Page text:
Wednesday, July 15, 2009

Migraine Sufferers Appear to Have Reduced Risk of Breast Cancer

Almost everyone gets headaches at one time or another, but for millions of Americans who have migraines, they are more than just an occasional annoyance; they are often disruptive and debilitating. The pain is a severe throbbing on one or both sides of the head that can last for hours, or even days, and is often accompanied by nausea, dizziness, and sensitivity to light, sound or smells. But scientists say there is a bright spot for women who suffer these disabling headaches, and it’s not an aura.

A new study, led by Dr. Christopher I. Li of Fred Hutchinson Cancer Research Center in Seattle, comparing data on more than 9,000 women revealed that women with a history of migraines have a 26 percent reduced risk of breast cancer. This held true regardless of the woman’s menopausal status, age when she was first diagnosed with migraines, whether she used prescription medications for her headaches, or what triggers she might have been avoiding. These findings confirm a previous study reported last November, also by Li and his team, which found a 33 percent lower breast cancer risk among women with migraines. “This research suggests that women with migraine may have a lower risk of breast cancer,” said Li, adding that it could lead to a new way of understanding how breast cancer works. “If we can better understand what the biological mechanisms are, that could open new avenues for research into breast cancer prevention.”

While the researchers aren’t sure exactly why women who get migraines appear to have a reduced breast cancer risk, they suspect that hormones, estrogen in particular, are a likely explanation. “It’s pretty clear that migraine, like breast cancer, is a hormonally related disease,” Li said. “Many triggers for migraine are also things that reduce estrogen levels.” On the other hand, increased levels of estrogen are known to boost the risk for breast cancer, therefore it’s “biologically plausible” that migraine sufferers would be less prone to breast cancer.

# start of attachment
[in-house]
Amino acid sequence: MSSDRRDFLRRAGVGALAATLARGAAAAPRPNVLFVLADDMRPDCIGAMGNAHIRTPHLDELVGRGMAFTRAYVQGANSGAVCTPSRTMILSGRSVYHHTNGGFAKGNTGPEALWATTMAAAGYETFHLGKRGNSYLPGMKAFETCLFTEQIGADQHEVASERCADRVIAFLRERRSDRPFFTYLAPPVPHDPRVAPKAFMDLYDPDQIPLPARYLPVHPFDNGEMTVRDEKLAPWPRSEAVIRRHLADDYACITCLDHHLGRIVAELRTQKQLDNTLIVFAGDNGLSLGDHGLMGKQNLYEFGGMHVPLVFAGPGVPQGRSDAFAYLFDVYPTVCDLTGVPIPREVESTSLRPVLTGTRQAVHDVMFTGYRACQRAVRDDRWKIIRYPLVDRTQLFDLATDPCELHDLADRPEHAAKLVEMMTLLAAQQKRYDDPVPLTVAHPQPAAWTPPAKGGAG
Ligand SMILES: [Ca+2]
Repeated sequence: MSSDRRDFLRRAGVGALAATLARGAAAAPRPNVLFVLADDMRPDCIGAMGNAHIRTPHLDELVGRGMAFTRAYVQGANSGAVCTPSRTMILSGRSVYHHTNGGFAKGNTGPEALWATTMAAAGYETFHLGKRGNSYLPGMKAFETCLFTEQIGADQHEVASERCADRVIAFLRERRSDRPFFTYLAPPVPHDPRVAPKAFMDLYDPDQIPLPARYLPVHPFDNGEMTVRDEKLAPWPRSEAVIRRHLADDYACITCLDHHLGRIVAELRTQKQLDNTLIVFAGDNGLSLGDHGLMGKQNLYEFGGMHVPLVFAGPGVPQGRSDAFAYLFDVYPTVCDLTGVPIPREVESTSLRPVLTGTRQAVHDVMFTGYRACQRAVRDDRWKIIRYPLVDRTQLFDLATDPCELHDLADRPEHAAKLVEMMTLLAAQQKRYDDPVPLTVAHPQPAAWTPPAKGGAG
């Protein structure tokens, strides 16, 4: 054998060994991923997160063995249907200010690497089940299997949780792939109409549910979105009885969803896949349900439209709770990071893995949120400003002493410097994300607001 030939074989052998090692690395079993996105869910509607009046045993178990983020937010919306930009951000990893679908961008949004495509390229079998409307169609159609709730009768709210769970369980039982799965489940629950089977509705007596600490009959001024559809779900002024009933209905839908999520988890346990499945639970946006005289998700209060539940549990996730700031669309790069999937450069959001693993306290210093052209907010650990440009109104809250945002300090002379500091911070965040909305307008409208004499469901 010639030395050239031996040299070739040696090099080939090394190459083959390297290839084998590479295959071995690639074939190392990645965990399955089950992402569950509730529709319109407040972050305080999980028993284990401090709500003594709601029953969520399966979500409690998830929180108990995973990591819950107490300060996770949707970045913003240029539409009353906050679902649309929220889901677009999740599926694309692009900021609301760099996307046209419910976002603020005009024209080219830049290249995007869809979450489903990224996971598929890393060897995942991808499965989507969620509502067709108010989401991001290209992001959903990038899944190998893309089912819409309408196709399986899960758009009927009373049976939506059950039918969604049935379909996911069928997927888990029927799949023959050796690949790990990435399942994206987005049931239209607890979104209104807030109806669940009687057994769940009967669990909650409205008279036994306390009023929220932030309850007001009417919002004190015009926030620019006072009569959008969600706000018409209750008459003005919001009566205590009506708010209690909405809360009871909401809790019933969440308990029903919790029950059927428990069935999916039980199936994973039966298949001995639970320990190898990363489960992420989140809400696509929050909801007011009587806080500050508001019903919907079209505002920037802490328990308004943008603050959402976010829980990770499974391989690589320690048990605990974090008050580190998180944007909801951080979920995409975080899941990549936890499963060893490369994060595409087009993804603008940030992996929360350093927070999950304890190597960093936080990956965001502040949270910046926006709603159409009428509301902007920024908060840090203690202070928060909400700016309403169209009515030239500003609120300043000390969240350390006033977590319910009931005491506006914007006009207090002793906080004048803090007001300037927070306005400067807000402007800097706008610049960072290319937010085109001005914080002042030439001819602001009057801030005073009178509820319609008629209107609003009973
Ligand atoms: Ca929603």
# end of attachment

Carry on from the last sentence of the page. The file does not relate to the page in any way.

The researchers say increased use of non-steroidal anti-inflammatory drugs (NSAIDS), such aspirin, ibuprofen and naproxen, by migraine sufferers could also explain some, but probably not all, of the reduction in breast cancer risk. A recent analysis of several studies showed a link between NSAID use and a 12 percent lower breast cancer risk. “Further work is needed to resolve what accounts for this relationship,” the researchers concluded.

Li added that women with migraines should “still have the same breast cancer screenings and follow-up,” and recommendation echoed by Dr. Michael Kraut, director of oncology at Providence Hospital in Southfield, Michigan. “The reduction in breast cancer risk in this study was about one-quarter, but it doesn’t eliminate the risk, so women still need to be on the lookout.”

Kraut also agrees that the link between migraines and breast cancer risk is likely a hormonal one. “The theory they propose here is that women who have migraines may have drops in estrogen levels that trigger migraines. And women who have sustained, increased levels of estrogen have a higher risk of breast cancer,” he said “This looks like one more piece of evidence that prolonged high levels of estrogen are dangerous.”

Li and team are now onto the next step—they are contacting women from the previous studies in hopes of learning more about the effects of different kinds of migraines. “We’re trying to understand what are the types of migraine that are most related to reduction in breast cancer risk,” Li says.

The study appears in the July issue of Cancer Epidemiology, Biomarkers and Prevention, a journal of the American Association for Cancer Research.

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